Say what you like about the dynamic duo that is Harry Kane and Son Heung-min, Tottenham Hotspur are some way from playing attractive football.
Effective? Absolutely, in fact, there aren't many teams in the Premier League who are as good at doing 'what they do' as Spurs are. But attractive? Not particularly.
That's far from a criticism - plenty of 'pretty' football teams sit below Jose Mourinho's side in the Premier League table. However, the Portuguese tactician's decision to pack his midfield with combative, powerful players has certainly seen a change in the way they play the game.
However, is it his decision? Or is it a style of play he's been forced to build upon? While Mourinho has always been renowned for his ability to grind out results by any means necessary, the worrying dip in form of Dele Alli has meant he simply doesn't have the option of a silky, creative midfielder.
Recent reports have linked Spurs with a move for RB Leipzig midfielder Marcel Sabitzer, while the club are also rumoured to be contemplating a sensational move for Christian Eriksen, just a year after he left north London for San Siro. Mourinho is clearly keen to add some guile to his powerhouse midfield, but who should he choose?
We've taken a look at both players before deciding which would be the best option for Spurs.
Let's start off with the basic logistics of the respective deals.
RB Leipzig are no mugs when it comes to negotiating transfers, and they're rumoured to be demanding a fee of £45m before they'll even entertain the possibility of parting ways with Sabitzer.
The Austrian is under contract at the Bundesliga outfit until 2022 - meaning he's still got 18 months left to run on his current deal - so while Leipzig aren't exactly in a position to demand anything they want, though they're still far from under pressure to sell.
Having moved to Italy less than a year ago, Eriksen's time at Inter already seems destined to come to an end.
Inter haven't placed a price tag on the head of their wantaway midfielder, though reports suggest a bid of around £25m would be enough to secure his services - not a bad little £8m profit considering he's done absolutely nothing since joining the club.
Unlike Sabitzer, Eriksen has a long time remaining on his current deal with Inter, having signed a four-and-a-half year deal when he moved to San Siro in January 2020.
Sabitzer's quality from long range is one of his main attributes, whether it be in open play or from set pieces. The 26-year-old has a wicked delivery and has proven to have quality with both his left and right foot, while his goalscoring stats are very impressive for a midfielder, having bagged 43 in 194 for Leipzig.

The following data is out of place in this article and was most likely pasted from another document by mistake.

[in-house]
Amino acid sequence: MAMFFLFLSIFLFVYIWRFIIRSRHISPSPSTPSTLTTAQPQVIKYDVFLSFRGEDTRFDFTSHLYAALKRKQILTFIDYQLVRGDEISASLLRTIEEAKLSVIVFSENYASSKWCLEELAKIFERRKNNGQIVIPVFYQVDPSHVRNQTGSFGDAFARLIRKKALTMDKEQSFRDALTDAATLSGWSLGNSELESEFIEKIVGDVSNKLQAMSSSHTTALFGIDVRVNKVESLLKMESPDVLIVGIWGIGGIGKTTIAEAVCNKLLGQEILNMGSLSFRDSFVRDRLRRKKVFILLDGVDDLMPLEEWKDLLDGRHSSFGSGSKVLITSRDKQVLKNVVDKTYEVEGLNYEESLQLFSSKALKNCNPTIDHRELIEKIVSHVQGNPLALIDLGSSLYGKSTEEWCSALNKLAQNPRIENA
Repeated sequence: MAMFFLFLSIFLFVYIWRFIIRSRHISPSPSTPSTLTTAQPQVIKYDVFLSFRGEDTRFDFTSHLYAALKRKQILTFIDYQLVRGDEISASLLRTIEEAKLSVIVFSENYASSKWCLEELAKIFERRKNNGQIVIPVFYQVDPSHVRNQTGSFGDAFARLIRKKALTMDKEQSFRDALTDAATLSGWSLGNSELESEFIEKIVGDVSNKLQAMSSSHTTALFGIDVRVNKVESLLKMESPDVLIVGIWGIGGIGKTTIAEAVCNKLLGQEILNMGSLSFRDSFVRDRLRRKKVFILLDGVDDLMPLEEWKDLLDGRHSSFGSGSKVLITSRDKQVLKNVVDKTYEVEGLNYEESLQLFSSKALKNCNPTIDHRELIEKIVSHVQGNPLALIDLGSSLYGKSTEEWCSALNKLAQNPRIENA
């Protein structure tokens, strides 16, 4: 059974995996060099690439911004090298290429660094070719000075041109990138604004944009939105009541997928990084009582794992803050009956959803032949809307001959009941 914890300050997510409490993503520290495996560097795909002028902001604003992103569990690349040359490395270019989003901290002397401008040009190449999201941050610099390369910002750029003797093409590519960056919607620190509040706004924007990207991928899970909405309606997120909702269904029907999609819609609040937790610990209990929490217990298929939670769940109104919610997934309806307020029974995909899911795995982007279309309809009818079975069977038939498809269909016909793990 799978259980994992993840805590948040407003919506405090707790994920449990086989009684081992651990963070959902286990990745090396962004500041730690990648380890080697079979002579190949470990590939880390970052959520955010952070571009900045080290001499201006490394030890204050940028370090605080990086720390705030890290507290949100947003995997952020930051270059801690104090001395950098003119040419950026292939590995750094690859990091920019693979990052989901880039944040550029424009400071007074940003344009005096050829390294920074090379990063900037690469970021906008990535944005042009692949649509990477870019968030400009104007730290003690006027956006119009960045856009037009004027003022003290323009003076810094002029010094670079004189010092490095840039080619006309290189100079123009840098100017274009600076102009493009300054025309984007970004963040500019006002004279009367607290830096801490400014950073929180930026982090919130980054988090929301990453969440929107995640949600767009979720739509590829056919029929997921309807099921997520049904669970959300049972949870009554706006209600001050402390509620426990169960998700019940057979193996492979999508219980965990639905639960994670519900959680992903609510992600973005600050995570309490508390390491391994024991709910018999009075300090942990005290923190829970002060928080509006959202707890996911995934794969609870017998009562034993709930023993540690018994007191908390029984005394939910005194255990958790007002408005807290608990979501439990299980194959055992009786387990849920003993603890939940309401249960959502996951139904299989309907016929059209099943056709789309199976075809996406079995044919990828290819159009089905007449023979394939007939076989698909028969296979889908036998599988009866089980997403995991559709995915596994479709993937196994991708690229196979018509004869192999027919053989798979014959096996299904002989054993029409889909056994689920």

Eriksen's qualities are no secret to anyone who follows Premier League football, with the Denmark international proving time and time again to be Spurs' match-winner during his time in north London.
His low centre of gravity and ability to seamlessly shift the ball from left to right make him a nightmare to defend against, and he too has shown he's more than capable of notching double figures for the season when he's playing to the best of his ability.
BUT, the latter part of that sentence is the big problem.
The impact they would make
While Eriksen's qualities are undoubted, he's not shown them for some time now.
Having looked frankly disinterested in his final few moths at Spurs, the Dane hasn't got going since moving to Inter. He's made just four starts in Serie A this campaign, has completed 90 minutes in the league just twice since his move to San Siro and has just three league goals to his name in the last 18 months.
Meanwhile, Sabizter is a player at the top of his game who's playing regularly for Leipzig in both the Bundesliga and the Champions League.
Not only would he be much sharper than Eriksen, he's also in much better form, having scored as many league goals in the last three months as the Inter man has managed in 18 months.
So who should they sign?
When Eriksen is playing at the top of his game he could be an asset to just about every team in Europe, and if anyone could see him back to his best it's Mourinho.
However, Spurs don't have time to wait for players to get back to their best. This season represents a brilliant opportunity to put their silverware hoodoo to bed, with the league wide open, a Carabao Cup final on the horizon and the Europa League far from out of the question.
While Eriksen would definitely be the cheaper option of the two, he's two years older than Sabitzer, hasn't played regularly for a long time and may well never return to the Eriksen of three or four years ago. At 26, Sabitzer still has time to develop, is in fine form and already looks a top player.
It really is a no brainer.